“Arizona is one of the most diverse and complex and exciting geological provinces in the whole world. We have 1700 million years of history here that really unlock the whole history of North America.”
State Geologist of Arizona
Director of the Arizona Geological Survey
Two billion years in the making, Arizona’s landscape is recognized worldwide. The Grand Canyon, Monument Valley, Kartchner Caverns — the diversity of natural forces that created these wonders are unique to our state. Forged by fire, submerged in water and buried by earth, the stories are not found on the surface. These stories are under Arizona.
Eight, Arizona PBS takes viewers on a visually stunning trip. Our cameras capture never-before seen Native American ancestral sites, a dazzling treasure of gemstones and minerals, networks of aquifers, caves and lava tubes, newly discovered remains of dinosaur tracks, and historic mining towns. And at each step of the exploration, Arizona’s past, and future, unfolds. Spectacular high-definition photography and computer animation combine for a compelling discovery of the natural riches found only in the Grand Canyon state.
Under Arizona also unveils out-of-the-ordinary phenomena: from the strange substance at the bottom of Montezuma Well to the mystery of the World War II B-29 bomber hidden for decades at the bottom of Lake Mead. Under Arizona airs on Sunday, Jan. 30, 2011 at 8 p.m. on Eight, Arizona PBS.
“Arizona lives and dies by its geology. It’s critical for our water. It’s critical for the minerals that drive our economy. What is under Arizona is critical to every decision we make during the day,” says Lee Allison.
Under Arizona‘s perspective is unprecedented, taking viewers on a journey from its core to the surface in three thrilling chapters: Fire, Water, and Earth.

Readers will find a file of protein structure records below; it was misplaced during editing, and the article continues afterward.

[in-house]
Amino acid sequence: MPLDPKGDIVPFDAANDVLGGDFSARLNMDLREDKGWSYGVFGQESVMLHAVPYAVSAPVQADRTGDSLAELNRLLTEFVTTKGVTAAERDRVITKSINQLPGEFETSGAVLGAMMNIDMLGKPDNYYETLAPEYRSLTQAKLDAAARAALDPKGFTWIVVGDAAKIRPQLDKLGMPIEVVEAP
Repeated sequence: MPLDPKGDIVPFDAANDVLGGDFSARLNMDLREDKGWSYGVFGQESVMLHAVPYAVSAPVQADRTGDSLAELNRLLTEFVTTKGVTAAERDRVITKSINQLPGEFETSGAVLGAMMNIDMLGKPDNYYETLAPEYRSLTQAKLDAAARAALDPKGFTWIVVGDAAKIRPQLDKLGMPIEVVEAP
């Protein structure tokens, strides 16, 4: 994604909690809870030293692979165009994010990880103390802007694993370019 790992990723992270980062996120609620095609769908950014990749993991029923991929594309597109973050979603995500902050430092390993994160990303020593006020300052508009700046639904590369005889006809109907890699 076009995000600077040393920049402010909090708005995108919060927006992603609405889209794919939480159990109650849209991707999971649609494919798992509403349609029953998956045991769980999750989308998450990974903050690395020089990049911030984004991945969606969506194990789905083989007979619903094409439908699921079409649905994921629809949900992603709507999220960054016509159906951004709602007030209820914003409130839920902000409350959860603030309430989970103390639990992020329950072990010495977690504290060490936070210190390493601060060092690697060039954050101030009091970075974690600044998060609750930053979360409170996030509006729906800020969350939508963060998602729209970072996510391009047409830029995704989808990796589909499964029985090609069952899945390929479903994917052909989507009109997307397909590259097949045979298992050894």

Chapter One: FIRE
Geological History – Arizona’s violent, volcanic past
Much of Arizona’s geology is the result of millions of years of volcanic explosions. The Valley of the Sun’s South Mountain is the survivor of the rupturing and collision of earth’s crust. East of Phoenix, the Superstition Mountains were once an enormous stratovolcano. And San Francisco Mountain, also known as San Francisco Peaks, is the largest volcano in Northern Arizona and the highest point in all the state. Today, more than 460 volcanoes dot an 18,000 mile square area known as the San Francisco Volcanic Field.
Eight ventures into the meandering lava tubes beneath the forests of Northern Arizona created by volcanic activity and ponders the very real potential for future eruptions.
Minerals, Crystals, and Gems
Gold, silver, and copper are but a few of the precious minerals found in Arizona. Quartz, turquoise, calcite, azurite, and many other stunningly beautiful crystals and gems are the result of hundreds of thousands of years of pressure and heat. Under Arizona offers an up-close-and-personal view of these treasures.
Chapter Two: WATER
With thirteen thousand feet of passages and three ‘rooms’ as long as football fields, it’s Arizona’s massive limestone cave. Eight cameras offer a view as never seen before.
Aquifers and Lakes
Aquifers helped sustain the early settlers with water for farming, and it may very well determine Arizona’s future.. Great man-made reservoirs, such as Roosevelt Lake, submerged entire communities. And water helped shape the magnificent sandstone arches and canyons of Lake Powell. Eight asks the scientists and experts to explain the awesome power of our most precious resource.